- Series: Aposimz
- Paperback: 178 pages
- Publisher: Vertical Comics (October 9, 2018)
- Language: English
- ISBN-10: 1947194305
- ISBN-13: 978-1947194304
- Product Dimensions: 5.5 x 0.6 x 7.5 inches
- Shipping Weight: 5.6 ounces (View shipping rates and policies)
- Average Customer Review: 3 customer reviews
- Amazon Best Sellers Rank: #87,757 in Books (See Top 100 in Books)
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APOSIMZ, volume 1 Paperback – October 9, 2018
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About the Author
Tsutomu Nihei is an internationally known Japanese comic artist and draftsman. Born in 1971, Nihei made his debut in the comics world as the winner of the 1995 Afternoon Magazine Four Seasons Award for short stories. He then briefly worked as an assistant to veteran comicker Tsutomu Takahashi before making his break-through hit BLAME! (published by Tokyopop).
The BLAME! franchise was so well received worldwide, that it inspired an animated mini-series and eventually drew the attention of Marvel Comics in the US. Nihei would later go on to draw Wolverine (X-Men) and HALO comics for Marvel to great fanfare. An architectural student, Nihei's early work were mainly wordless, relying on visuals and backgrounds to tell their stories. Now, his works are deeply rooted in hard science-fiction, as was seen in the multiple NY Times Bestselling books HALO: The Graphic Novel (published by Marvel Comics) and BIOmega (published by Viz Media).
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One nice thing worth mentioning is that the protagonist, Etherow, is a little less cold than Killy (or what Killy has become) in Blame!, and there's also a cool and knowledgeable automaton similar to Cibo (Blame!) or Fuyu (Biomega).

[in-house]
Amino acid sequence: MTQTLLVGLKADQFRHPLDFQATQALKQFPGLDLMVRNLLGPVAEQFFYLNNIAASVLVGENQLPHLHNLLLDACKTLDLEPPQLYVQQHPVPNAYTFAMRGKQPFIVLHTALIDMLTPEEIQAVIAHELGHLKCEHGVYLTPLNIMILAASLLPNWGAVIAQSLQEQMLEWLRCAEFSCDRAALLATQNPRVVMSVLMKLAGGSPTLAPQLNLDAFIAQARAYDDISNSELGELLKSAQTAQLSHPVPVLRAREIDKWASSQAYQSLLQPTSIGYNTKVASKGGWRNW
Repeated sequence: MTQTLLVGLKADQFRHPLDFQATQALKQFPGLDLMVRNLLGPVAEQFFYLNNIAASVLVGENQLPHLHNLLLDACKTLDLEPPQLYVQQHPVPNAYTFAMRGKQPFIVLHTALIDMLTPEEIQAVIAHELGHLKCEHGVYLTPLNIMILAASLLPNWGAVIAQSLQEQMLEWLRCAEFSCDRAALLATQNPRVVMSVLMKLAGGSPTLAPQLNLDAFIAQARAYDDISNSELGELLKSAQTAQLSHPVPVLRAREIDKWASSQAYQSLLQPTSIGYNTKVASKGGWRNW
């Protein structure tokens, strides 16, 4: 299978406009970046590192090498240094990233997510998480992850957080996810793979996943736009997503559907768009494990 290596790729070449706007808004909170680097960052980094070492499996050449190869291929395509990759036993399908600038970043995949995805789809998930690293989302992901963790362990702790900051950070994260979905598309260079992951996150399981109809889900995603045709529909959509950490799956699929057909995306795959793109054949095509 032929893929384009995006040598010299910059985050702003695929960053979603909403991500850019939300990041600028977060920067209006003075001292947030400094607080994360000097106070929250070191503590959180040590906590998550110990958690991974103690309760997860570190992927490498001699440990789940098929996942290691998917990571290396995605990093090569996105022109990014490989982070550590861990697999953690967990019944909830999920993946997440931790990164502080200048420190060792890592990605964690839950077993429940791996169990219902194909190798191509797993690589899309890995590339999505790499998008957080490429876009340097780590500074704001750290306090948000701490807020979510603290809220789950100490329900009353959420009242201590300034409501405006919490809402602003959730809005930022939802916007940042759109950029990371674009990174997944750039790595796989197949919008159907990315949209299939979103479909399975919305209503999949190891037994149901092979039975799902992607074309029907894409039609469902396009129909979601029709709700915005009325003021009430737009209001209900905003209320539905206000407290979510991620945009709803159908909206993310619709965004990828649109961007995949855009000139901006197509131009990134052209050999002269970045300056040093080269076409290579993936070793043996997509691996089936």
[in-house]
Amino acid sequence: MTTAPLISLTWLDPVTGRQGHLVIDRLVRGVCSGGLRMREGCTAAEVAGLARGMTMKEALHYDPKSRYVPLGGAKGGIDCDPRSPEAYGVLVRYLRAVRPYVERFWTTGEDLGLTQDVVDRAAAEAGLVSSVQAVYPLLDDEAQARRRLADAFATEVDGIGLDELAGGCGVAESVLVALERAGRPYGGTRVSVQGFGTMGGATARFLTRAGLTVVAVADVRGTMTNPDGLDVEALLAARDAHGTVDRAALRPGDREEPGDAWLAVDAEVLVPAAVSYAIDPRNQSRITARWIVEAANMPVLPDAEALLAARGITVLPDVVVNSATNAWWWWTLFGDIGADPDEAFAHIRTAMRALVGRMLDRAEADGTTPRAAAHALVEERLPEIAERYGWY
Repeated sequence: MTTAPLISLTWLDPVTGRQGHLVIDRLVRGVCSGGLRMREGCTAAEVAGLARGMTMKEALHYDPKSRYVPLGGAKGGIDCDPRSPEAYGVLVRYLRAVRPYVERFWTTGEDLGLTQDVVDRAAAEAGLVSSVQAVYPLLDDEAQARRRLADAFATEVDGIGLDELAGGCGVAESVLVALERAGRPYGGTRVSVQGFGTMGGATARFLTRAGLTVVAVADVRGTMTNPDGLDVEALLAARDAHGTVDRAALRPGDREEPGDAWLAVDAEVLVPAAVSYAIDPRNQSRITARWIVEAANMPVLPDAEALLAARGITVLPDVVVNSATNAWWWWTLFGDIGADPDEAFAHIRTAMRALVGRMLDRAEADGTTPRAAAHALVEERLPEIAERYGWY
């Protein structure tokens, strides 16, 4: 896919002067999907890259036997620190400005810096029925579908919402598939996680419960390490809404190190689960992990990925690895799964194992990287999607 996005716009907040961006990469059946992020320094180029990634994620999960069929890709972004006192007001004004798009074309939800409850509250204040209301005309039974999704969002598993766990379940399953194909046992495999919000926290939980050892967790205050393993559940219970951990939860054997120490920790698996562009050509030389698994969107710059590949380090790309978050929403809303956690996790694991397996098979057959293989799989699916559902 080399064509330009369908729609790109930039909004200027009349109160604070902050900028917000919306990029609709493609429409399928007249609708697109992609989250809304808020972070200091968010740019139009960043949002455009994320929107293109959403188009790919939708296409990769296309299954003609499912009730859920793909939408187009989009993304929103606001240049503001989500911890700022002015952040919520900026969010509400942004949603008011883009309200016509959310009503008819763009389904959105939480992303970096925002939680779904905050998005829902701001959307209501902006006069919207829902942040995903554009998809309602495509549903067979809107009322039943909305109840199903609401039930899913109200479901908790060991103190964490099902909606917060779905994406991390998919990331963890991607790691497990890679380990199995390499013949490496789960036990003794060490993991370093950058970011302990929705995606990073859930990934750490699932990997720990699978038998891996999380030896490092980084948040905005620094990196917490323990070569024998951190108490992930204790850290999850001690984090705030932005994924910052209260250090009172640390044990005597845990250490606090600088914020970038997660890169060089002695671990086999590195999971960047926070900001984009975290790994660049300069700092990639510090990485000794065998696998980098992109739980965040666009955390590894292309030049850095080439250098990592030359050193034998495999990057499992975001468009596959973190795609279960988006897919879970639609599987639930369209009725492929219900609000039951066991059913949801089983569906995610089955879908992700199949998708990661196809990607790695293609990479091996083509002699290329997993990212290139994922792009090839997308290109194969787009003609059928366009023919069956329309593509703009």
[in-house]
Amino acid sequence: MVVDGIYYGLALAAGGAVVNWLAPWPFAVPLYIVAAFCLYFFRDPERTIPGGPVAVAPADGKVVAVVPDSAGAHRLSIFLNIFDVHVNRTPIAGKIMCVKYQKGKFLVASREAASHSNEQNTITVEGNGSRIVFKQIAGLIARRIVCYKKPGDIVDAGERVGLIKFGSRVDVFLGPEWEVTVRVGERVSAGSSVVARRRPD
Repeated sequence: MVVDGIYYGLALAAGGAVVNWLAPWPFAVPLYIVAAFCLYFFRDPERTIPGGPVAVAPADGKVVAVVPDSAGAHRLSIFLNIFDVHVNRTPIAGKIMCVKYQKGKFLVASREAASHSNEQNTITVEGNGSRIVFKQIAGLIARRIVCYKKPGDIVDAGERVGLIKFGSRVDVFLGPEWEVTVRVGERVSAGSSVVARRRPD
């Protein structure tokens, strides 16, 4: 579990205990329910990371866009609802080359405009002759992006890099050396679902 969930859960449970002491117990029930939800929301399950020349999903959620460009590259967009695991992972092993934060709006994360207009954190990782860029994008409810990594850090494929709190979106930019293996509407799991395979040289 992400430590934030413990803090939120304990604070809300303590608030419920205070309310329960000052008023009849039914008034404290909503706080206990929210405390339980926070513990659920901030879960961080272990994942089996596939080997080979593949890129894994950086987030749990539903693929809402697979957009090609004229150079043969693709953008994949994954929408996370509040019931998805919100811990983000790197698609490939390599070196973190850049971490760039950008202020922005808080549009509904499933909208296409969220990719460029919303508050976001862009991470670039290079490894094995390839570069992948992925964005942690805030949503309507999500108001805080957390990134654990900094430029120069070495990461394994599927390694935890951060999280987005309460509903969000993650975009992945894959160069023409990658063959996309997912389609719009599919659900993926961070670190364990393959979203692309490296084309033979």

The action in this manga is best described as either OP or very too-the-point, or maybe high-stakes. It's a cruel/tough world where everything can change in an instant, and the outcome of that instant is determined by what little resources are available.
The art style itself is very much what you know, or will come to know, Tsutomu Nihei for, but with the contrast turned way down. I've included some photos of the print/kindle versions, as well as a screen shot from the Kindle app on a phone.
The low contrast aesthetic lends itself to the frigid atmosphere being established. This made the Kindle version a little less comfortable/easy to read on my 6th gen Kindle Paperwhite, which has a lower PPI than newer generations. Although I don't know if the higher PPI would actually help, I assume it would because the manga looks great again on a phone or tablet via the Kindle App. So not all hope is lost if you're interested in the digital version of this manga.
My speculative hopes for this series:
Aposimz was the name of the other seed ship in Knights of Sidonia. I'm not sure if this Aposimz is that ship, or perhaps a body colonized by that ship, or if the name is nothing more than an easter egg of sorts. On the title page for this volume, we learn that 50-centuries ago there was a war against the core of this artificial planet, and the people that lost have been forced to live (illegitimately) on the frigid outer-parts of the planet. Below the surface lies ruins, followed by a "megastructural" shell, then the central control level; and I can only wonder what lies below as we progress in this series. In this first volume we're introduced to the idea that mankind is already a mix of human and post-human, but we also see what may be AI life as well, so of course I'm very interested in what sorts of variations of those beings we'll encounter over time. And of course, I'm especially waiting for a glimpse of our favorite mega corporation: Toha Heavy Industries.